national reconciliation policyHaving gone through another spate of attacks on Sri Lanka and its government, I thought it would be helpful to set down systematically the charges that are made, and to suggest how we can best deal with them.

In the draft National Reconciliation Policy which was prepared in my office, we referred to three areas where action is needed. The first relates to what might be termed restorative justice, and is I believe the most important.

We have done reasonably well on that in ensuring swift resettlement and much better physical facilities than the areas concerned had previously. But we should do much more about human resource development. There is absolutely no reason not to move on this swiftly, and I fear it is only incompetence and lethargy that are stopping us. Remedying all that should be a priority.

The second area of concern is empowerment. Unfortunately that debate focuses on the balance of power between the Centre and Provinces. Differences there are difficult to resolve, but they should not inhibit movement with regard to empowerment of people rather than politicians. Allowing greater authority to local bodies while entrenching processes of consultation can be pursued swiftly, with no opposition by anyone. Similarly, we can immediately set up a second chamber which will affirm the role of the periphery in decision making at the Centre, since neglect of that has also contributed to problems.

The third area of concern relates to justice, and there too progress has been stymied by excessive concern with war crimes. We should make it clear that, by and large, the allegations are absurd, and the evidence for the general conformity of our forces to rules of engagement should be put forward. But we must also take action against any aberrations, as the LLRC has pointed out.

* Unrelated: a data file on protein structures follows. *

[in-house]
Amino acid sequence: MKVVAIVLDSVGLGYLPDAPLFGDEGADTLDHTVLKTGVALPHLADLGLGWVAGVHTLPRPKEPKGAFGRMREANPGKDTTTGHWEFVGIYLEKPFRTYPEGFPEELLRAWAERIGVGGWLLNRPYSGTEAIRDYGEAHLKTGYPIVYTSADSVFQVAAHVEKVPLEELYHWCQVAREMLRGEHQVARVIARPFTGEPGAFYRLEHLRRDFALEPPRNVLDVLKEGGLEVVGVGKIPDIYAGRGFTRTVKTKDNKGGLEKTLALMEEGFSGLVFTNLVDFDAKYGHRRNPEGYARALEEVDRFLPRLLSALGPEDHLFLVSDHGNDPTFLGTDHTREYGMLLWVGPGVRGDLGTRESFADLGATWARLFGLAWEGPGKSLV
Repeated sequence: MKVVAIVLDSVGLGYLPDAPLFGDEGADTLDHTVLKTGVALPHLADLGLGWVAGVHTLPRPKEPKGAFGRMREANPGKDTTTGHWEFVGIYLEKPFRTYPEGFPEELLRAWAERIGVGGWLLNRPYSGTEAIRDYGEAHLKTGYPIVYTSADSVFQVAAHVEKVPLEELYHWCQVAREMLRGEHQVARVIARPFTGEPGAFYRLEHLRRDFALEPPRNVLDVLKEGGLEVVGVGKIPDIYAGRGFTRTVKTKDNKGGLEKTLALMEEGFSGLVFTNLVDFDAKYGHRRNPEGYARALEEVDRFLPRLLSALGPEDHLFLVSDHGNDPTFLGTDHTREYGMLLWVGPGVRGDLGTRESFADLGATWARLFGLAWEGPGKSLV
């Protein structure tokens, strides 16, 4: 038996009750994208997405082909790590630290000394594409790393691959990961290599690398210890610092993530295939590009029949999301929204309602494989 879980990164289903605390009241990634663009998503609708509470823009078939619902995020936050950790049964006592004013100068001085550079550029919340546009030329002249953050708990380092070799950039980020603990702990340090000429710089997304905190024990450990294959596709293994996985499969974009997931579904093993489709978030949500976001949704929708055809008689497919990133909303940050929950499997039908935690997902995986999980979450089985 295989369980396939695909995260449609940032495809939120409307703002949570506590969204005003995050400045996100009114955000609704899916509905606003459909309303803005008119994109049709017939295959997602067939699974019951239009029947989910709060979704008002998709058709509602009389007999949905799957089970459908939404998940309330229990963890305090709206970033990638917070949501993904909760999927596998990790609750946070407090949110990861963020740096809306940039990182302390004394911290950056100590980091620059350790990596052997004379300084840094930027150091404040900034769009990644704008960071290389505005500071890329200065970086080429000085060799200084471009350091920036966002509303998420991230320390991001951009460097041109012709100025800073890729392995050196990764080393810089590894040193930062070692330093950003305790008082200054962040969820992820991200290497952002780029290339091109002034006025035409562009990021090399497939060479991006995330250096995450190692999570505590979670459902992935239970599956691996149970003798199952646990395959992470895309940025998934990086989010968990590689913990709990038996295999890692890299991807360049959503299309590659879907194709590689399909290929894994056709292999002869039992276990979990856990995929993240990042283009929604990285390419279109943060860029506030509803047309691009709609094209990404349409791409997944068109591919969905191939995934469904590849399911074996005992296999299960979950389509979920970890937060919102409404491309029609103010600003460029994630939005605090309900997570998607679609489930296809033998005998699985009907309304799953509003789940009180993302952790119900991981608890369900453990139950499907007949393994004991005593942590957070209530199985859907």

What is more important in this regard is the need to support the bereaved, through both finding out what happened in cases of uncertainty and also providing psycho-social support as needed. Resources for this latter are woefully inadequate, and we must set in place recruitment and training programmes to fill the gap. We should also realize that, in the modern world, trained counselors are increasingly important, for adolescents as well as in the workplace, so investment in this will be of permanent value.

Finally we must recognize that criticism will continue if we do nothing about problems that have little to do with the conflict, but which will be associated in the international consciousness with supposed aberrations of the conflict period. Along with many other countries, for instance, we have problems about torture, and we are committed to overcoming these. But failure to act some years back led to allegations that torture was also based on racist motives.

There is broad agreement with regard to expediting prison reform (including through adjustments to sentencing policy so as to limit remanding for relatively trivial offences), with regard to strengthening protection for women and children, with regard to enhancing freedom of information. But the confusion caused by different ministries being responsible for similar things, and the general failure to take on responsibility when lethargy is much easier, mean that nothing happens – and this is put down to policy rather than incompetence.

We should realize that, as criticisms mount, such incompetence is also culpable. The consequences for Sri Lanka could be dire.

Colombo Telegraph 9 Dec 2012